If you’re “thick around the middle,” have a “beer belly,” or plagued by “love handles,” you might have reason to be concerned. It’s well established that all fat is not created equal. Abdominal fat is wrapped around our vital organs: the heart, liver, kidneys, etc. This fat is not just an inert blob but rather it is metabolically active, secreting various hormones that might affect the functioning of these organs. In contrast, subcutaneous fat lying just beneath the skin or peripheral fat in the arms, butt, and legs has less potential for harm.
Various products and techniques for spot-reducing to get rid of abdominal fat have been heavily promoted but lack any empirical validation. “Fat burners,” motorized belts that jiggle the flab, “thigh blasters,” etc., all promised to rid the body of unwanted fat. Likewise, specific exercises are tailored to reduce fat in a particular body part.
Years ago, when I first joined a gym, I made a beeline to the crunch machine because I wanted to get rid of my abdominal fat. After several months I worked up to 30 repetitions pulling all the weights on the machine but the result was that I had strong abdominal muscles surrounding the stubborn fat.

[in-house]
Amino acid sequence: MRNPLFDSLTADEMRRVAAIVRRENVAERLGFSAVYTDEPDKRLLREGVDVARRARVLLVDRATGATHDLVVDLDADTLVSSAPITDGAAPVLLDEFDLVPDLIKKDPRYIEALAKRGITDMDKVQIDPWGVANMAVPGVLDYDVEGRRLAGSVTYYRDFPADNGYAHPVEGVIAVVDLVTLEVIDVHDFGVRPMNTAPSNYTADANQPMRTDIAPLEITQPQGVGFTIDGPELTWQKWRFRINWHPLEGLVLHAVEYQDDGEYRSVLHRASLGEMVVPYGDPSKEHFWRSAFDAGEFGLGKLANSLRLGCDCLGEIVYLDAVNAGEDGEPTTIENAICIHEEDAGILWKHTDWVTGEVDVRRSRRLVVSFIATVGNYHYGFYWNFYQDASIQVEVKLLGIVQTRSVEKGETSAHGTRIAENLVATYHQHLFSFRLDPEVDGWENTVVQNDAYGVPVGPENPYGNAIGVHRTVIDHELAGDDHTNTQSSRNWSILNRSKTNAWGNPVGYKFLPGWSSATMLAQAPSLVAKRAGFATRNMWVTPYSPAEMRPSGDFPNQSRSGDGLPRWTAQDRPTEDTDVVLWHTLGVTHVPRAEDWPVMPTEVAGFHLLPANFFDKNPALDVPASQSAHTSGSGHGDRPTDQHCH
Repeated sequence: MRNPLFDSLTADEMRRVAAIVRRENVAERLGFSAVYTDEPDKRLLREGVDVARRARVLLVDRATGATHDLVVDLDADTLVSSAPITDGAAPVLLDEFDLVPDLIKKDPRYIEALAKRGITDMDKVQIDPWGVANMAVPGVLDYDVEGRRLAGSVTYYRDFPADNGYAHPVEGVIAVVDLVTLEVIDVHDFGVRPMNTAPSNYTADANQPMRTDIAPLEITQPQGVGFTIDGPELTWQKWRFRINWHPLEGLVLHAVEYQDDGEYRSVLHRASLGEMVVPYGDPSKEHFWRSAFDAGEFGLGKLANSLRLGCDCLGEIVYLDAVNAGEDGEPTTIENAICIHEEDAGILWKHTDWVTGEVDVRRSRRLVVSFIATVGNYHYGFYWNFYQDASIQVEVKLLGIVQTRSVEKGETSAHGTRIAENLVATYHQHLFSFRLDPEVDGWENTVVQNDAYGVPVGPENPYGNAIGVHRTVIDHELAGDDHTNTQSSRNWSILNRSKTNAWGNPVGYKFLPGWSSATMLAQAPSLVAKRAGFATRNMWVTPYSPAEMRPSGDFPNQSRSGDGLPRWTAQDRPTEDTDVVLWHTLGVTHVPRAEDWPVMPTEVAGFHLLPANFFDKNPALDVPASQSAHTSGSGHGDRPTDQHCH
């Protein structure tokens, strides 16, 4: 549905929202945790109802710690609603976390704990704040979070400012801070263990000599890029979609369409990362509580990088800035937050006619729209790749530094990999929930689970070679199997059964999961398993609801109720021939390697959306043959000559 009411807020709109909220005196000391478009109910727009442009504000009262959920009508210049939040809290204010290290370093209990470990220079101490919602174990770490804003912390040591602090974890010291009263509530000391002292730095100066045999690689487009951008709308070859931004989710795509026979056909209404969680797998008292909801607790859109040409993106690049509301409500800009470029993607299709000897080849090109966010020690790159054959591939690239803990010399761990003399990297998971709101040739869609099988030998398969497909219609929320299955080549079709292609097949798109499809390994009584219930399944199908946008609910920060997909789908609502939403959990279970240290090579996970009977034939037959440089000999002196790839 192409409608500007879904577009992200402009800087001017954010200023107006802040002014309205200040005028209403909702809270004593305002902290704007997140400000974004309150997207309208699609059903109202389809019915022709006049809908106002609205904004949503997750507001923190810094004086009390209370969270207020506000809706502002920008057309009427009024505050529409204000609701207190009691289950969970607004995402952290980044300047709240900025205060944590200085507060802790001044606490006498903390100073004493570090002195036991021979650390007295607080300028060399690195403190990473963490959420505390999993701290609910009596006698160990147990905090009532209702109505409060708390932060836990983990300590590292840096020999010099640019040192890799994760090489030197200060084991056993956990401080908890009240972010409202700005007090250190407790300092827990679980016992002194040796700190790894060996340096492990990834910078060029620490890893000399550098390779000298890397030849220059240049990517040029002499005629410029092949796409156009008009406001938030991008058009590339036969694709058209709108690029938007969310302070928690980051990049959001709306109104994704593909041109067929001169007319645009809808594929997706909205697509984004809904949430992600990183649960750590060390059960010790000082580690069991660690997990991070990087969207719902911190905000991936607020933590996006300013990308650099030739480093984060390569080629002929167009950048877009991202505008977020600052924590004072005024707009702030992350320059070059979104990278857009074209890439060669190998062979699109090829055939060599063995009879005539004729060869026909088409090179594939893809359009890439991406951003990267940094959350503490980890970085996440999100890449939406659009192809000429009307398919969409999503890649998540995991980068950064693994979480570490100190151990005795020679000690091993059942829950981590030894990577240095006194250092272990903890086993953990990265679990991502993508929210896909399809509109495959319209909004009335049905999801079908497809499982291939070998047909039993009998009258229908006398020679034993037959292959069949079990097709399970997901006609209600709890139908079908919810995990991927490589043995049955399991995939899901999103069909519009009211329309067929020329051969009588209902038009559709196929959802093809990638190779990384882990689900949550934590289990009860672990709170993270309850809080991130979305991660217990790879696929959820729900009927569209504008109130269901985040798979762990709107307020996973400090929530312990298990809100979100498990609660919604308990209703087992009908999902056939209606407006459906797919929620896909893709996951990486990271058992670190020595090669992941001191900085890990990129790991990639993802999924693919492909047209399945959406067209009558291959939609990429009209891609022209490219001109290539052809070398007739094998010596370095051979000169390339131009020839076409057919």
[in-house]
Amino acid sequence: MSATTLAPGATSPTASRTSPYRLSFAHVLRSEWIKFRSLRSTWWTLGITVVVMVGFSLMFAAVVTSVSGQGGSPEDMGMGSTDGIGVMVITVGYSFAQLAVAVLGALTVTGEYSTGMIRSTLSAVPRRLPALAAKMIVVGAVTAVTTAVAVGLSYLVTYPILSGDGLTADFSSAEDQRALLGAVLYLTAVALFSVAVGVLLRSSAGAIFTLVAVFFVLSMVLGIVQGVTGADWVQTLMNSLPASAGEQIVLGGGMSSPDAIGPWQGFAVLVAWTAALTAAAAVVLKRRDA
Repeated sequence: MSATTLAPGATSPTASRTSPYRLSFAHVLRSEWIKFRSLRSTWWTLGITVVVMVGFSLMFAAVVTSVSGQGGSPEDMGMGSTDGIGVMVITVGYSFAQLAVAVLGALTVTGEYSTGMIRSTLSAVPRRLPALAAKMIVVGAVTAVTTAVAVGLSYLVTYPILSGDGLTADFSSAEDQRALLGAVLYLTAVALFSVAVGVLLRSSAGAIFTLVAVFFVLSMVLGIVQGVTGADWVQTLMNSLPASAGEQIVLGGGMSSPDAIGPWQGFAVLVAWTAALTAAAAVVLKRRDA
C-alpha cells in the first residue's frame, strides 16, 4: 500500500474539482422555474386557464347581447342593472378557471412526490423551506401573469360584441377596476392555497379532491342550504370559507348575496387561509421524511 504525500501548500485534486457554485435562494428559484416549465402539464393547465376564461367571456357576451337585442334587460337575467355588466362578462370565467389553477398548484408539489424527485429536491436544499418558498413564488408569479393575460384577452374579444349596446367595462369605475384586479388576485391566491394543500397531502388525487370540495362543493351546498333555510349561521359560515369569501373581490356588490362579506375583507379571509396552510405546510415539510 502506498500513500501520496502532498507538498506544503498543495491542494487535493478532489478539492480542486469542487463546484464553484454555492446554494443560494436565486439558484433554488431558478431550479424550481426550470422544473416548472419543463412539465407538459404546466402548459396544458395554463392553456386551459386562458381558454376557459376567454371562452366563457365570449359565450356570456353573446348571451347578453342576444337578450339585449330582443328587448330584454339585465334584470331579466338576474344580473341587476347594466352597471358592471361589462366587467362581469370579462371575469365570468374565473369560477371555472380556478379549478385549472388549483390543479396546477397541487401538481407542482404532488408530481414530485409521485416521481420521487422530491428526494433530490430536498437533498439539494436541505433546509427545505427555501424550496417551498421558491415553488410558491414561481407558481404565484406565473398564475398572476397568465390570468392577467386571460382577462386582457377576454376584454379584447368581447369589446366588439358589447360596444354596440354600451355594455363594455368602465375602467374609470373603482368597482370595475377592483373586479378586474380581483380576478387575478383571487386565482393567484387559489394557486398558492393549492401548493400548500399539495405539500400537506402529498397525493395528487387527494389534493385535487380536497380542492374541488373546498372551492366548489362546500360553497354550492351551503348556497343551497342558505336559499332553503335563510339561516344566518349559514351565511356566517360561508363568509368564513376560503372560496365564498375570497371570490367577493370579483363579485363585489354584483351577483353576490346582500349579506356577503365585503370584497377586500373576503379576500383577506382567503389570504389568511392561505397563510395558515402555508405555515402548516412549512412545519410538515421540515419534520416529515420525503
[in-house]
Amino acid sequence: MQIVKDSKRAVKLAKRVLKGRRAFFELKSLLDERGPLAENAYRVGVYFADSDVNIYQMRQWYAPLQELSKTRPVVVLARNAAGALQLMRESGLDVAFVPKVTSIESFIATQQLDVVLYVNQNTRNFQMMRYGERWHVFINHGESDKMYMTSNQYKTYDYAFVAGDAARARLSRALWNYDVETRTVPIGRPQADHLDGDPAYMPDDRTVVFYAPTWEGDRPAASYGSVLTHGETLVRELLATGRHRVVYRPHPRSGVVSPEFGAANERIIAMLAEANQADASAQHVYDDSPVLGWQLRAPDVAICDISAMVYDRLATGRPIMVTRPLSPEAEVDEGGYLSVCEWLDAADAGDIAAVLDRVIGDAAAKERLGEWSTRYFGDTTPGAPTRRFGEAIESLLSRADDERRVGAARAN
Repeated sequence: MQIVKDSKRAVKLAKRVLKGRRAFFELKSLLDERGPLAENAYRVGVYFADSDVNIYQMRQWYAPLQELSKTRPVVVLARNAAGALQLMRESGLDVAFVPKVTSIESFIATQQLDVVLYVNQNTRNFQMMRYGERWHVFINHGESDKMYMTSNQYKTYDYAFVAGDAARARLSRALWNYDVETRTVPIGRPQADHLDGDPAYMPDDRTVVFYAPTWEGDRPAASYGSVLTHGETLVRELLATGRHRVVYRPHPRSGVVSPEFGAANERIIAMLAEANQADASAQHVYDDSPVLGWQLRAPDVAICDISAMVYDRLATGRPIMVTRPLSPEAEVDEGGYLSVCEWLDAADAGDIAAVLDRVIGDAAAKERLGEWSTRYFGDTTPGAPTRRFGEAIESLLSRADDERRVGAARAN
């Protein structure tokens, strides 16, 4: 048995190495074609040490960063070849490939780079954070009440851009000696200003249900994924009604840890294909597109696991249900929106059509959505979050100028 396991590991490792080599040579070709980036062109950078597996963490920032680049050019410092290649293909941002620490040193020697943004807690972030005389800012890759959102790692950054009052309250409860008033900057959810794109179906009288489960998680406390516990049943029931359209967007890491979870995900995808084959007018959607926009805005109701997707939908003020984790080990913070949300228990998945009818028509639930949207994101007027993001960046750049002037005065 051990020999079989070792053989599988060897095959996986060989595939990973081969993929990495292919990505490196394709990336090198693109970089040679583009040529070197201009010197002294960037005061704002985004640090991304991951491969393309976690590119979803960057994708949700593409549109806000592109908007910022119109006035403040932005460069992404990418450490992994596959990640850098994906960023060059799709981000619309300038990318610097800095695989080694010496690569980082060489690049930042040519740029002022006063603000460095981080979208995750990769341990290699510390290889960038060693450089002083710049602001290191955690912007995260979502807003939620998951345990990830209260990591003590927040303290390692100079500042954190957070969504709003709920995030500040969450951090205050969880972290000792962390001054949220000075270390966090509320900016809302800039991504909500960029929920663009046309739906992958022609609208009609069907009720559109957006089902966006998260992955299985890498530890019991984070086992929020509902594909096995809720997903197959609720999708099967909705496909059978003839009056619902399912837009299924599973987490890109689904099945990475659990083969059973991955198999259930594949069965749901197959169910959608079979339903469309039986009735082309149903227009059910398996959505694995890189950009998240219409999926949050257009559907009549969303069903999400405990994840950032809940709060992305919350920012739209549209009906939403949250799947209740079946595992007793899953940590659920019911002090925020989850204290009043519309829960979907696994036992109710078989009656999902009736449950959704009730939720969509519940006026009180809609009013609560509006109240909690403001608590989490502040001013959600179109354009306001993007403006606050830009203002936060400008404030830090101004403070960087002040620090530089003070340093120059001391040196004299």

A new study from Finland suggests that, in contrast to previous research, there may be a specific exercise that can reduce abdominal fat. Half of the overweight participants used a 3.3 lb. weighted hula hoop for six weeks averaging 13 minutes per day and then walked an average of 10,000 steps each day for another six weeks. The other half of the participants did the same exercises only in reverse order.
There was no difference between the exercises in weight loss but the percentage fat in the central region decreased significantly from hula hooping. Using the hula hoop resulted in increased trunk muscle mass, decreased waist circumference (about 1.2 inches), and decreased LDL cholesterol. Walking was associated with lowered systolic blood pressure but no change in abdominal fat.
Although a 1.2-inch waist reduction might not result in a svelte figure, participants in the study only used the hula hoop for 13 minutes over six weeks; they might have lost more if they had continued hooping.
If you are going to try it, check the weight of the hoop. Commercially available hoops may be lighter than the hoops used in this study. Also, if you’re concerned because you tried hooping when you were a kid but had trouble keeping it up, try again with a weighted hoop. The added weight makes it easier to keep going but don’t try to set a world record (currently 100 hours). Start with five minutes daily and work up from there. Do it to music or while watching TV, make a game of it, and have fun.
Lahelma, M., Sadevirta, S., Lallukka-Bruck, S., et al. (2019). Effects of weighted hula-hooping compared to walking on abdominal fat, trunk muscularity, and metabolic parameters in overweight subjects: A randomized controlled study. Obesity Facts, 12, 385-396.